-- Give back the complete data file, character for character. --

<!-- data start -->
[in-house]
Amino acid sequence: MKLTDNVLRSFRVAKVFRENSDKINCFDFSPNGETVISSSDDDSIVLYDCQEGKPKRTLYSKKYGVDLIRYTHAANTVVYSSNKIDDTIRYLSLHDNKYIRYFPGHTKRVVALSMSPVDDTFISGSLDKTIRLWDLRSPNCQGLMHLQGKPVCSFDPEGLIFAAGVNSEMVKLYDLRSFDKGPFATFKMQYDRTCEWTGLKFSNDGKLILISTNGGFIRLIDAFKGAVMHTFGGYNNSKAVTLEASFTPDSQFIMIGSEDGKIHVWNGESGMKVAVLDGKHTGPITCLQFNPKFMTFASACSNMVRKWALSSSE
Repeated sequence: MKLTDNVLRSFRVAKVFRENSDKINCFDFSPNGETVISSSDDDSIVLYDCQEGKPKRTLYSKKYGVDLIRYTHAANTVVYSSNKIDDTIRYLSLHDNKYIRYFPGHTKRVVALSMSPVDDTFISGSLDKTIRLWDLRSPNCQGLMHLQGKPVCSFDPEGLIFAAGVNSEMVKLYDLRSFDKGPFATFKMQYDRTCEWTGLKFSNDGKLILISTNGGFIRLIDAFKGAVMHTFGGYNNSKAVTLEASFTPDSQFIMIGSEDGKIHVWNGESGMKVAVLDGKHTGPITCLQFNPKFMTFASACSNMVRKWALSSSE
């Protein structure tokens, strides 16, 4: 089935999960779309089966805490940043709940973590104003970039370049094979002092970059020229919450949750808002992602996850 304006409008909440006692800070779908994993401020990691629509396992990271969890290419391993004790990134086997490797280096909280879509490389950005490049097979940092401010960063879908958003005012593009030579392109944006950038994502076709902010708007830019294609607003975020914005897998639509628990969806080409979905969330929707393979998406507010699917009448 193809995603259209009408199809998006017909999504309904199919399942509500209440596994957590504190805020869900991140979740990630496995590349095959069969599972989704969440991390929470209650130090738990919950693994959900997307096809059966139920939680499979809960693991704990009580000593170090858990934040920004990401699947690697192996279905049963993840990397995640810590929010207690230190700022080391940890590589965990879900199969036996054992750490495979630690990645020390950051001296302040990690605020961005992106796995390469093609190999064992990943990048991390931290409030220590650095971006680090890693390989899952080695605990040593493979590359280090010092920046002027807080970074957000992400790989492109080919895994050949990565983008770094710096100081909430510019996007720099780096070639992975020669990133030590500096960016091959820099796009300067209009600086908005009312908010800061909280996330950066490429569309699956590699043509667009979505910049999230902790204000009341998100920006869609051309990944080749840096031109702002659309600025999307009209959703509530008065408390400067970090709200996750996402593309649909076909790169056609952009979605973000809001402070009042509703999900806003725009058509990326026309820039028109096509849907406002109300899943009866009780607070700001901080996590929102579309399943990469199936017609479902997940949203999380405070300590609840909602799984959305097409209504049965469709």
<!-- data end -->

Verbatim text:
[in-house]
Amino acid sequence: MKLTDNVLRSFRVAKVFRENSDKINCFDFSPNGETVISSSDDDSIVLYDCQEGKPKRTLYSKKYGVDLIRYTHAANTVVYSSNKIDDTIRYLSLHDNKYIRYFPGHTKRVVALSMSPVDDTFISGSLDKTIRLWDLRSPNCQGLMHLQGKPVCSFDPEGLIFAAGVNSEMVKLYDLRSFDKGPFATFKMQYDRTCEWTGLKFSNDGKLILISTNGGFIRLIDAFKGAVMHTFGGYNNSKAVTLEASFTPDSQFIMIGSEDGKIHVWNGESGMKVAVLDGKHTGPITCLQFNPKFMTFASACSNMVRKWALSSSE
Repeated sequence: MKLTDNVLRSFRVAKVFRENSDKINCFDFSPNGETVISSSDDDSIVLYDCQEGKPKRTLYSKKYGVDLIRYTHAANTVVYSSNKIDDTIRYLSLHDNKYIRYFPGHTKRVVALSMSPVDDTFISGSLDKTIRLWDLRSPNCQGLMHLQGKPVCSFDPEGLIFAAGVNSEMVKLYDLRSFDKGPFATFKMQYDRTCEWTGLKFSNDGKLILISTNGGFIRLIDAFKGAVMHTFGGYNNSKAVTLEASFTPDSQFIMIGSEDGKIHVWNGESGMKVAVLDGKHTGPITCLQFNPKFMTFASACSNMVRKWALSSSE
């Protein structure tokens, strides 16, 4: 089935999960779309089966805490940043709940973590104003970039370049094979002092970059020229919450949750808002992602996850 304006409008909440006692800070779908994993401020990691629509396992990271969890290419391993004790990134086997490797280096909280879509490389950005490049097979940092401010960063879908958003005012593009030579392109944006950038994502076709902010708007830019294609607003975020914005897998639509628990969806080409979905969330929707393979998406507010699917009448 193809995603259209009408199809998006017909999504309904199919399942509500209440596994957590504190805020869900991140979740990630496995590349095959069969599972989704969440991390929470209650130090738990919950693994959900997307096809059966139920939680499979809960693991704990009580000593170090858990934040920004990401699947690697192996279905049963993840990397995640810590929010207690230190700022080391940890590589965990879900199969036996054992750490495979630690990645020390950051001296302040990690605020961005992106796995390469093609190999064992990943990048991390931290409030220590650095971006680090890693390989899952080695605990040593493979590359280090010092920046002027807080970074957000992400790989492109080919895994050949990565983008770094710096100081909430510019996007720099780096070639992975020669990133030590500096960016091959820099796009300067209009600086908005009312908010800061909280996330950066490429569309699956590699043509667009979505910049999230902790204000009341998100920006869609051309990944080749840096031109702002659309600025999307009209959703509530008065408390400067970090709200996750996402593309649909076909790169056609952009979605973000809001402070009042509703999900806003725009058509990326026309820039028109096509849907406002109300899943009866009780607070700001901080996590929102579309399943990469199936017609479902997940949203999380405070300590609840909602799984959305097409209504049965469709």